What have been the most influential books, podcasts, or other resources?
The Huberman Lab has been a favorite podcast at Hippy Feet. The podcast itself isn’t strictly business-related, rather it focuses on ways to optimize the human brain and body to perform at a higher level. In the fast-paced entrepreneurial environment, efficiency is key.
Traction by Gino Wickman is another book that Sam and I are quite fond of. This book is where we learned the value of dividing up roles & responsibilities. We found it to be incredibly helpful for Sam and I to become experts in different areas of the business rather than each of us trying to learn everything. Today, I lead our sales, product design and development, as well as oversee the mission and operations. Sam is in charge of our marketing, finance, and supports our high level strategy.
Advice for other entrepreneurs who want to get started or are just starting out?
My best advice to aspiring entrepreneurs is to simply start. Everyone has an idea for a new product or business, but only a slim percentage of them will actually pursue this dream. Starting a business is scary and comes with a lot of risk, but I promise the risk is worth it. Even if you fail, and believe me most people do, the risk will have been worth it for the expertise and insight you gain alone.
If you do decide to take the leap, make sure you surround yourself with a team of talented and passionate people. One of Hippy Feet’s biggest strengths is the people that make it happen. My business partner, Sam, possesses skills that I don’t, and vice versa.
When choosing a team, make sure you find people who balance you out, but also remember, know one will love the business as much as its founders. You will forever be your best salesperson, so level set expectations and continue to love what you do and showcase that love to your partners & customers, because at the end of the day, that's a big part of why they chose to support you.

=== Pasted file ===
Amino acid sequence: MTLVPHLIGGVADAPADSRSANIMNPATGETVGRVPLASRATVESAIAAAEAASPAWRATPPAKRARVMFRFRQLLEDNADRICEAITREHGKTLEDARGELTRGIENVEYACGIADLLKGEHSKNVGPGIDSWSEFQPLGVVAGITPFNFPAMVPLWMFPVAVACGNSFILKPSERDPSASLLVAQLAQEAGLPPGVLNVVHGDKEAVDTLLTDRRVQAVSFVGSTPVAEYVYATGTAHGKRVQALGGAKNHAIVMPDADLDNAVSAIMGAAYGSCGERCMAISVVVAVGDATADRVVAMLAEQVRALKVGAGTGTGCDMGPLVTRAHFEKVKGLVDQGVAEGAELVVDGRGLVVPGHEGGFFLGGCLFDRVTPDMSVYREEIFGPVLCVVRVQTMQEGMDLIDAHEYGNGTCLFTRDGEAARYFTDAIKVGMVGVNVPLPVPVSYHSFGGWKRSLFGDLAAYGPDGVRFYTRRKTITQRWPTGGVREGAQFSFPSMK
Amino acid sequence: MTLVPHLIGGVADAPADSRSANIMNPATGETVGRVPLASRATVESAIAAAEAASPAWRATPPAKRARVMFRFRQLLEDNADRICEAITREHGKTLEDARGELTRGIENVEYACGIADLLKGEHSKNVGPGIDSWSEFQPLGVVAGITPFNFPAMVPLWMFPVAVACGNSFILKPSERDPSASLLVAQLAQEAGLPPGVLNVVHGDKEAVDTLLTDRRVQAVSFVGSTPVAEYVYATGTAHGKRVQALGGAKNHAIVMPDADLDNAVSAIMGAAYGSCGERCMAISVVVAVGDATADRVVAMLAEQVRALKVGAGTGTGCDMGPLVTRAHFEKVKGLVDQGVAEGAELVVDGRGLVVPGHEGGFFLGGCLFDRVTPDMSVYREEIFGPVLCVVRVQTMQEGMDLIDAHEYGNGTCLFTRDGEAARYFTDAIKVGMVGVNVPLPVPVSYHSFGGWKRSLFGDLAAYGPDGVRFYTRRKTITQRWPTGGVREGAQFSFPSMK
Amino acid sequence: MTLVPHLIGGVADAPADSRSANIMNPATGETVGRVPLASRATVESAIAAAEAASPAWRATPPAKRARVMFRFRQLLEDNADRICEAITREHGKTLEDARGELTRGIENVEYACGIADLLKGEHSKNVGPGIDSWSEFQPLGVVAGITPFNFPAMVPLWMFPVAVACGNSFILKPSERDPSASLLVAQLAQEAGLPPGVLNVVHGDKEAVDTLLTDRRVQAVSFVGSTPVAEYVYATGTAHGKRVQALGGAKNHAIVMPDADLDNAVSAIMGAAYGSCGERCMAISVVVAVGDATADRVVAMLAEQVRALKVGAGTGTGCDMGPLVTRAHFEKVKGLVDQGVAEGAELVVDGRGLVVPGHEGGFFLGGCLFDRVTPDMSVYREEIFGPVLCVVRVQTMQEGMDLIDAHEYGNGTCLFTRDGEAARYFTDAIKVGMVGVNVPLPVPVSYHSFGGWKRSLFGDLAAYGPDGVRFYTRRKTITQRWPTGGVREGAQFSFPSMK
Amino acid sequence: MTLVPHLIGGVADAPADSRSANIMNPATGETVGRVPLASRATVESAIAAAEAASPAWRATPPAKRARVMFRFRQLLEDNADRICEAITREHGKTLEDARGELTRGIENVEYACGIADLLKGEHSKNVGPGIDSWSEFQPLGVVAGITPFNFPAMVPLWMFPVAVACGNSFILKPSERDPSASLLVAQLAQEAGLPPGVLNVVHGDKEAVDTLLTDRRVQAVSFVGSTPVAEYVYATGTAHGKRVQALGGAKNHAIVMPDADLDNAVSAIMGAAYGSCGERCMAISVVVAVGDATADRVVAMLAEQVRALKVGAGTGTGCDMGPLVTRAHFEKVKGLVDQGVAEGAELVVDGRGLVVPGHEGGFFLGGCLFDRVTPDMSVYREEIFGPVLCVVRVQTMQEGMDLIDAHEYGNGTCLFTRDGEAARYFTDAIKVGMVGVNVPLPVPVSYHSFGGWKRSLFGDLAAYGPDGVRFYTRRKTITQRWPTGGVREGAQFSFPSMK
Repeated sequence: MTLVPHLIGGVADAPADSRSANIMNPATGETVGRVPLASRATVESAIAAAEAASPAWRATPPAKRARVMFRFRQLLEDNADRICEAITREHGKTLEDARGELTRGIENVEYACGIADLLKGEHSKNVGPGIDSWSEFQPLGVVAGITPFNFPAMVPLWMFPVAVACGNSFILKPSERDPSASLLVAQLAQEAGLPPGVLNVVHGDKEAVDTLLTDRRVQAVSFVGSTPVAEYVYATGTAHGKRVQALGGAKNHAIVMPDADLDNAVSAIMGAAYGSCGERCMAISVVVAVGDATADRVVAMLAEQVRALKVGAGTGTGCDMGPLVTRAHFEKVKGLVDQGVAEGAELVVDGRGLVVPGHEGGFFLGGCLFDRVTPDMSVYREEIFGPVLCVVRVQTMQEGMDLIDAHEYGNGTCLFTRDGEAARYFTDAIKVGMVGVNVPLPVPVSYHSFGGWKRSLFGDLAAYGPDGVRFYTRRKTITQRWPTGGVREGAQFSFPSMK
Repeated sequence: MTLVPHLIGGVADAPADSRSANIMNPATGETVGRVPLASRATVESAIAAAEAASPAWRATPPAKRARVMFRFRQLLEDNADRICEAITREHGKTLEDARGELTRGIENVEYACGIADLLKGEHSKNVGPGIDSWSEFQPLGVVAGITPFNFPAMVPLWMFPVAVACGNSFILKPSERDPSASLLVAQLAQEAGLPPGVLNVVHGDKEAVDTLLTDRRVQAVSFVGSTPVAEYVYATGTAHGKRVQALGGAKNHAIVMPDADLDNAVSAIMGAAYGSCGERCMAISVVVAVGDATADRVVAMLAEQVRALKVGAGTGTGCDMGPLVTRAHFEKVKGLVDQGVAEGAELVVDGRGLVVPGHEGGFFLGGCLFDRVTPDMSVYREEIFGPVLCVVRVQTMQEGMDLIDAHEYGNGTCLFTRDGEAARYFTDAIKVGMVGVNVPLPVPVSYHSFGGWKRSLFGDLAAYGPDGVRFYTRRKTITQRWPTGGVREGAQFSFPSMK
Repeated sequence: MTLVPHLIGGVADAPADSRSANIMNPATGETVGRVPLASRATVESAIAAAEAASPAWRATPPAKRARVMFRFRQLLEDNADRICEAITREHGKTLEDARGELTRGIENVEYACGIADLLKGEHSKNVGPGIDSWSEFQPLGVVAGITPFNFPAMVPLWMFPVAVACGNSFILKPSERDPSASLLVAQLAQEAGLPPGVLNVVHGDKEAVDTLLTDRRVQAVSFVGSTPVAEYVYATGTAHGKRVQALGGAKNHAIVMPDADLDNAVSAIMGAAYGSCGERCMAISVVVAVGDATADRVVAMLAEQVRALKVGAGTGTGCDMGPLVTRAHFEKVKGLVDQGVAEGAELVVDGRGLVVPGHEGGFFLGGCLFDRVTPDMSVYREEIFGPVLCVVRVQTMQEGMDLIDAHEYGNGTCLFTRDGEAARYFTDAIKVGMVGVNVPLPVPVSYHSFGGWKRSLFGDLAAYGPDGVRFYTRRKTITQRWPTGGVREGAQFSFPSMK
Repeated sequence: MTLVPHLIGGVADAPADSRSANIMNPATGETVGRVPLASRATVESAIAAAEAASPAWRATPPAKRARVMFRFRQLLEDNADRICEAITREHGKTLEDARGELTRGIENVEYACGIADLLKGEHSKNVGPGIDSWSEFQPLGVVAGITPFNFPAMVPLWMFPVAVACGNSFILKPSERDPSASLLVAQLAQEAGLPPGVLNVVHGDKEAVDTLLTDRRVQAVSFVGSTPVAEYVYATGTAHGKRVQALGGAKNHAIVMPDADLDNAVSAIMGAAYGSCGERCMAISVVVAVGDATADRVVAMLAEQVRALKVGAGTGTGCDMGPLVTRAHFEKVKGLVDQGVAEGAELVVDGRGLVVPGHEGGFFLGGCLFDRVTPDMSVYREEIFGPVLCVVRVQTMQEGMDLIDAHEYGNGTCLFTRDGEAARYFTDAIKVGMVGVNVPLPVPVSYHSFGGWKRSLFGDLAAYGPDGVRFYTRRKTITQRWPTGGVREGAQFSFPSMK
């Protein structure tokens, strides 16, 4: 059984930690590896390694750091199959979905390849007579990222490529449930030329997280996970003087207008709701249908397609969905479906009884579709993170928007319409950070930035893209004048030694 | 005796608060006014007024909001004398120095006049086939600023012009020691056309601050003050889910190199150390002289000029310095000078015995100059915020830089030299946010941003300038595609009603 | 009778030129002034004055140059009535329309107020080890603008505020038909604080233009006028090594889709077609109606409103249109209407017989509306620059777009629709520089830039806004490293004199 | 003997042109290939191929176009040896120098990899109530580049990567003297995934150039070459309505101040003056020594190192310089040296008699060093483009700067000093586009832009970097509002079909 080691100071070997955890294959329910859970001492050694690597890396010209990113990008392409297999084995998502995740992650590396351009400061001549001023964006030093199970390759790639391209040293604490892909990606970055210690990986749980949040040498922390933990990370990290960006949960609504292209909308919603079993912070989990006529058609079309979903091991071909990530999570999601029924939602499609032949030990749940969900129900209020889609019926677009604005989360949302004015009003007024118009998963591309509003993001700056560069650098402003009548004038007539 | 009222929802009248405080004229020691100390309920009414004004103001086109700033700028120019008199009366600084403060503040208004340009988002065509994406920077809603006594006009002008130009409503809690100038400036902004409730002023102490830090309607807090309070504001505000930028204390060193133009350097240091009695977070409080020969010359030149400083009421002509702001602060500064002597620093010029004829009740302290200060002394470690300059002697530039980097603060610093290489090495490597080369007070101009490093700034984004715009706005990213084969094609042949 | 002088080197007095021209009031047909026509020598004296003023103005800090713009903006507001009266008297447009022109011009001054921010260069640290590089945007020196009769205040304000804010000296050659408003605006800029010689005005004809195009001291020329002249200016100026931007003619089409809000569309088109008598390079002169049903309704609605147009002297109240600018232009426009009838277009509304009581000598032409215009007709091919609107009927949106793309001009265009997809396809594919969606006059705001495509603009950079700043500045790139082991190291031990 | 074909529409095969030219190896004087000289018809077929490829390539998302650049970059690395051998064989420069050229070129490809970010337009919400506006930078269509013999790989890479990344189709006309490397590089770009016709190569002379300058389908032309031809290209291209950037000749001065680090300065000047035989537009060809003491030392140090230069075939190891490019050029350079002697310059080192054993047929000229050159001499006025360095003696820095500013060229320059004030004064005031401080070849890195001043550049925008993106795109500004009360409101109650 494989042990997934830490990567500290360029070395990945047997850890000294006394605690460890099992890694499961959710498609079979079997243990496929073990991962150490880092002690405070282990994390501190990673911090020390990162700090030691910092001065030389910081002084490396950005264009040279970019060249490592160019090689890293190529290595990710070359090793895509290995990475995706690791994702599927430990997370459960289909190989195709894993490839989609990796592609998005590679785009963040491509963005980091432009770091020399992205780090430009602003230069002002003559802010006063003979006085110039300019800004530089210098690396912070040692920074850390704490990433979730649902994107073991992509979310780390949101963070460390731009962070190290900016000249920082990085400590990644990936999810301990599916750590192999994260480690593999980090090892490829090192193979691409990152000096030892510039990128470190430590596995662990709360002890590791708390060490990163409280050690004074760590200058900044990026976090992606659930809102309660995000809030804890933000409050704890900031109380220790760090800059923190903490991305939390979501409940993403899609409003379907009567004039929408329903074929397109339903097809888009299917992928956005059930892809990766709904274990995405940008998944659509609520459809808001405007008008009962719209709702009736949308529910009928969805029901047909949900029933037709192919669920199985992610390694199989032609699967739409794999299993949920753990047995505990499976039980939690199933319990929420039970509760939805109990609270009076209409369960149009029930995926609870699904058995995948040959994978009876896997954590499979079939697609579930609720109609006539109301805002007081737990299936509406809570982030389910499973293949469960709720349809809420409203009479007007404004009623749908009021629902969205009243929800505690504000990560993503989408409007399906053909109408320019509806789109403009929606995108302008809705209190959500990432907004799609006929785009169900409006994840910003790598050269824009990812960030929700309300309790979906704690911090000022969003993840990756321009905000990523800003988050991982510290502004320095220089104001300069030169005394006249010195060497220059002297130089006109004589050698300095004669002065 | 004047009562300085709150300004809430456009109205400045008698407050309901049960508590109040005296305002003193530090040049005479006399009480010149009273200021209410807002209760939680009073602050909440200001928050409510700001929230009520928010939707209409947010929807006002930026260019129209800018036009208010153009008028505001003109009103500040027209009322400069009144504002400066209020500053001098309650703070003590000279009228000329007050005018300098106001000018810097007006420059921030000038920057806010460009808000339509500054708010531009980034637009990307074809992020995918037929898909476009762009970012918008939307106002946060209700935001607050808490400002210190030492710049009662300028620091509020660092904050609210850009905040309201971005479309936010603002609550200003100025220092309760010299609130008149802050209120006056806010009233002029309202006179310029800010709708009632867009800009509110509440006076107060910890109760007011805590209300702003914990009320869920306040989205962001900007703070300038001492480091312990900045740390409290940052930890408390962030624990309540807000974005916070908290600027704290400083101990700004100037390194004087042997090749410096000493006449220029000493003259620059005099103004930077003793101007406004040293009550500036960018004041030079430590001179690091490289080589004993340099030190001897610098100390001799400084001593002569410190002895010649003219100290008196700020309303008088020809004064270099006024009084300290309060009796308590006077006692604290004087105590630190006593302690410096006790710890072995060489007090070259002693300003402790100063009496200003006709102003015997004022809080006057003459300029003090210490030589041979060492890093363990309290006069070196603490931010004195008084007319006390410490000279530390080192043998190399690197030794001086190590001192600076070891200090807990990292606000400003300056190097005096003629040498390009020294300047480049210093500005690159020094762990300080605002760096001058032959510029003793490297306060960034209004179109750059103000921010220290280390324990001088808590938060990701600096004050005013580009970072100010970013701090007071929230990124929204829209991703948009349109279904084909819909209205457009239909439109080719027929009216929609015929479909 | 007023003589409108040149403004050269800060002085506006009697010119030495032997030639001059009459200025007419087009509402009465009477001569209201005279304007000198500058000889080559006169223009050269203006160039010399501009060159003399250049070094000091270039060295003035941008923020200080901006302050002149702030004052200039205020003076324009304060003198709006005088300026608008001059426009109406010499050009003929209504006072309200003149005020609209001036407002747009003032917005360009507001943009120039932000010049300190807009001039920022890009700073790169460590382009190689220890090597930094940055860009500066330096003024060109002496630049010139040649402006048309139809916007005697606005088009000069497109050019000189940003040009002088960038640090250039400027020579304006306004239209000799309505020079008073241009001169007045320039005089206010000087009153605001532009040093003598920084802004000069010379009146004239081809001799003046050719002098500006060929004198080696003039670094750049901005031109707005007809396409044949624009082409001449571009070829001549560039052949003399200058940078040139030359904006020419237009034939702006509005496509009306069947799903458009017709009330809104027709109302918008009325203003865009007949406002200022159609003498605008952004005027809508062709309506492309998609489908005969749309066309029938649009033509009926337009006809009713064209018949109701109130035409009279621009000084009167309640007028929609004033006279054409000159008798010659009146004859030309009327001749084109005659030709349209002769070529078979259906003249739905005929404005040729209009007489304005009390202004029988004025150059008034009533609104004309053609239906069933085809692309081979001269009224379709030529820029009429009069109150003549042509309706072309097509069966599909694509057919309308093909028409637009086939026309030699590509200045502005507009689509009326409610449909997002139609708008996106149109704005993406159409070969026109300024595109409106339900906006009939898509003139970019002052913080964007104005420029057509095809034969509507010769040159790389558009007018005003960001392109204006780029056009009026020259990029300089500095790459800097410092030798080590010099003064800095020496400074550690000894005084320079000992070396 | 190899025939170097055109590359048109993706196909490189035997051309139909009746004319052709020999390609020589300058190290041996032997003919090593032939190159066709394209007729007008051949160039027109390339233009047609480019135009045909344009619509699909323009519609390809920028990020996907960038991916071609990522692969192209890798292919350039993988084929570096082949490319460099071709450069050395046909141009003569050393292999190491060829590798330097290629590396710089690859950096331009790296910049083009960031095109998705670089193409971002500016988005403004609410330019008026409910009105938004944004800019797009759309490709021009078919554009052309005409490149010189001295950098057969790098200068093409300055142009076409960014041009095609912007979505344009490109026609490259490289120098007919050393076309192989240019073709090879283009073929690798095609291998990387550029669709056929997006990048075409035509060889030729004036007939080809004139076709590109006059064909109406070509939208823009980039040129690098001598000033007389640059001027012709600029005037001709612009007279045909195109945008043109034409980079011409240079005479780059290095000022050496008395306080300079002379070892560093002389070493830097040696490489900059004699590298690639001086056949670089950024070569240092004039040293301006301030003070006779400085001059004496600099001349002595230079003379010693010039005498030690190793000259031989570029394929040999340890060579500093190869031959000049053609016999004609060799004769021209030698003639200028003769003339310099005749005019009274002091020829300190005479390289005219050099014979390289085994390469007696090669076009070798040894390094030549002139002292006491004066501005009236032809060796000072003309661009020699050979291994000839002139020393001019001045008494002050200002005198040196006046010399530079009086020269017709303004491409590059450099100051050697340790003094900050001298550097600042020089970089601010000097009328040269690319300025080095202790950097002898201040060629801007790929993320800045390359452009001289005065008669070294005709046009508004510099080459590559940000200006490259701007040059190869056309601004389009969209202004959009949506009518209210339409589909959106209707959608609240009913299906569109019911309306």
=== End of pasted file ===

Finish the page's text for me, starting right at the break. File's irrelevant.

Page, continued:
Also, don’t forget about SEO.
Are you looking to hire for certain positions right now?
Hippy Feet recently brought on an Employment Program Director in October of 2021. This person has 14 years of experience working with young people affected by homelessness. This new hire will focus their time on improving and developing Hippy Feet’s employment program so that it can be the most impactful program for each young person who participates in it.
As the Hippy Feet program continues to grow & develop, we’ve realized that it would be beneficial to start a Hippy Feet Foundation, that would allow us to expand the impact of our employment program to efforts outside of our own business needs. Our Employment Program Director would naturally shift to becoming the Executive Director of said Foundation.
While Hippy Feet will not be hiring until late 2022, roles that we’ve identified as future hiring needs include a digital marketing manager, copywriter, and part-time graphic designer.
Where can we go to learn more?
If you have any questions or comments, drop a comment below!
Hey! 👋 I'm Pat Walls, the founder of Starter Story.